- The Washington Times - Thursday, May 26, 2016

House and Senate Democrats told Republican leaders Thursday to postpone a Memorial Day recess until their demands for Supreme Court nomination hearings and emergency spending to combat the Zika virus and other crises are met.

From the opioids and heroin crisis to the lead-tainted water scandal in Flint, Mich., Congress faces a larger workload than ever but has opted to work less in a contentious election year, according to House Minority Leader Nancy Pelosi and Senate Minority Leader Harry Reid.

Congress is set to skip town Thursday for its Memorial Day break and will not return until the second week of June.

“We have work to do — cancel the recess, stay here, do your job,” Mrs. Pelosi, California Democrat, said, assembling with Democrats on the east steps of the Capitol in front of a bank of cameras and onlooking tourists.

Republicans say their rivals are using the crises as a political cudgel to extract spending that isn’t offset with cuts elsewhere, when they should be funding health agencies through the regular budgeting process.

They mocked Democrats for holding Thursday’s press event in the direct sun, only to take off without fielding questions.

“They also must have blown your irony meters — while they were over there calling on the Senate to do its job, they are simultaneously preventing the Senate from doing its job by blocking the bipartisan defense bill,” said Donald Stewart, a spokesman for Senate Majority Leader Mitch McConnell.

For now, they insist that Congress has millions sitting in federal accounts to combat the prescription opioids crisis, while state funding will be paired with a Senate deal to address the Flint water crisis.

GOP negotiators are trying to reconcile a $1.1 billion Senate deal to gird for the Zika virus, which causes serious birth defects, with a House bill that would take $622 million from the Ebola fight in West Africa and other health programs to deal with the mosquito-borne illness.

“The House has acted to provide the funding we need this year to combat the Zika virus and kill mosquitos,” House Majority Leader Kevin McCarthy, California Republican, said. “Now, we need to go to conference to negotiate a solution with the Senate that is responsible and effective.”

Mrs. Pelosi named five Democrats to that conference Thursday, even as her party says Republicans haven’t taken Zika and other crises seriously.

Both Zika measures, for instance, are far short of the $1.9 billion in emergency spending that President Obama requested.

“Our top public health officials have been extremely clear: $1.9 billion is the amount needed to protect American children and families from Zika,” Mrs. Pelosi said. “Anything less will severely damage our ability to respond to this virus, and endanger Americans across the country.”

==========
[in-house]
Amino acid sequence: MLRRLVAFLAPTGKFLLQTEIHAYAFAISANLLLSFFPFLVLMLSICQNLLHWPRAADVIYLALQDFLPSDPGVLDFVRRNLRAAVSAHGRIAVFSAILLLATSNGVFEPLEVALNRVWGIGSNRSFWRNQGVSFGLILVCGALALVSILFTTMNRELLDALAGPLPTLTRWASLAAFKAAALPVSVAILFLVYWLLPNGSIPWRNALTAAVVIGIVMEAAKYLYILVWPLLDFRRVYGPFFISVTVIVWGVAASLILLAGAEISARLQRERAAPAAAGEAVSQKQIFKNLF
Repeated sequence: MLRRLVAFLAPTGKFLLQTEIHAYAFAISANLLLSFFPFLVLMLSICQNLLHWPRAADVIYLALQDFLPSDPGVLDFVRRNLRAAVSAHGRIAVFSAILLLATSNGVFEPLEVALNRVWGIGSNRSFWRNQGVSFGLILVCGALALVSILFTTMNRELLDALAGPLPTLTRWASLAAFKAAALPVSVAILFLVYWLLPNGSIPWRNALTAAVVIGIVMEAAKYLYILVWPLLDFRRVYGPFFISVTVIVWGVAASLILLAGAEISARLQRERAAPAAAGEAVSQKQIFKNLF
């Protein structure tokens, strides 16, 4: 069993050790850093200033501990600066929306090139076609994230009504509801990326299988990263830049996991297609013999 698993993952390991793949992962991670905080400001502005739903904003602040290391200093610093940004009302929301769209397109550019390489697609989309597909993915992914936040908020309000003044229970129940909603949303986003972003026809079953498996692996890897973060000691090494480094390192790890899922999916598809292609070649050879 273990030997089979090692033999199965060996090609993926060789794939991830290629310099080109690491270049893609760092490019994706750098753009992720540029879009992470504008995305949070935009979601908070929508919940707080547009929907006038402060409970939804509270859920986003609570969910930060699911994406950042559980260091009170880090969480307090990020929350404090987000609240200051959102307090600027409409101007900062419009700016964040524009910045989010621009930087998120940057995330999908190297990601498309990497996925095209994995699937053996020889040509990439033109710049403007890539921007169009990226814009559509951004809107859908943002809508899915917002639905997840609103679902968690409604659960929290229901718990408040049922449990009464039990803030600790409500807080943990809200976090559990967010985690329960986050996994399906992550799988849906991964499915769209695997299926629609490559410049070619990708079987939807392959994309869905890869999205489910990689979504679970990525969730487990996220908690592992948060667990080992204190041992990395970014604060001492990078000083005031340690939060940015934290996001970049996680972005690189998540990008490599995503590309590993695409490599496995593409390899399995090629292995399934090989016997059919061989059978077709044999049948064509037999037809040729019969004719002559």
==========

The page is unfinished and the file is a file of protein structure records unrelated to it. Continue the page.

From the Capitol steps, Democrats applauded each other and repeated their mantra of the year — “Do your job.”

The setting allowed them to point out the Supreme Court across the lawn, which is operating with eight members after the death of Justice Antonin Scalia in February.

Republicans have said they will not hold hearing on President Obama’s pick to replace Scalia, Judge Merrick Garland. They want the next president to fill the vacancy, so the American people have a say.

Democrats said Mr. McConnell’s refusal to take up the nominee is a dereliction of duty that allows conflicts in the lower courts to languish.

“The Supreme Court must resolve these conflicts and settle the law,” Rep. G.K. Butterfield, North Carolina Democrat, said.

Notably absent from their to-do list was the unfolding crisis in Puerto Rico, where officials say they cannot pay $72 billion in bond debt and need restructuring powers from Congress.

Democrats linked arms with GOP members and pushed a rescue bill through the House Natural Resources Committee on a 29-10 vote Wednesday.

The bill, which imposes an oversight board to review the territorial government’s decisions and petition for debt restructuring, must still clear the full House and then the Senate before it reaches Mr. Obama.

Top Democrats and the Treasury say the latest version of the legislation is the best they can do in a divided Congress.

Yet Rep. Luis Gutierrez, Illinois Democrat, and Sen. Robert Menendez, New Jersey Democrat, rejected that view at a joint news conference Thursday, saying the board of seven appointed members is too powerful and tilted toward GOP representation.

They will demand changes or else reject the measure, even as Puerto Rico nears a July 1 deadline to pay creditors $1 billion.

“I don’t believe in being jammed for a bad bill,” Mr. Menendez said.

For his part, Mr. Reid has cautioned his troops to hold their fire until the House sends over a finished product.

“Let’s wait until we get the bill before we start choosing sides,” he told reporters earlier this week.

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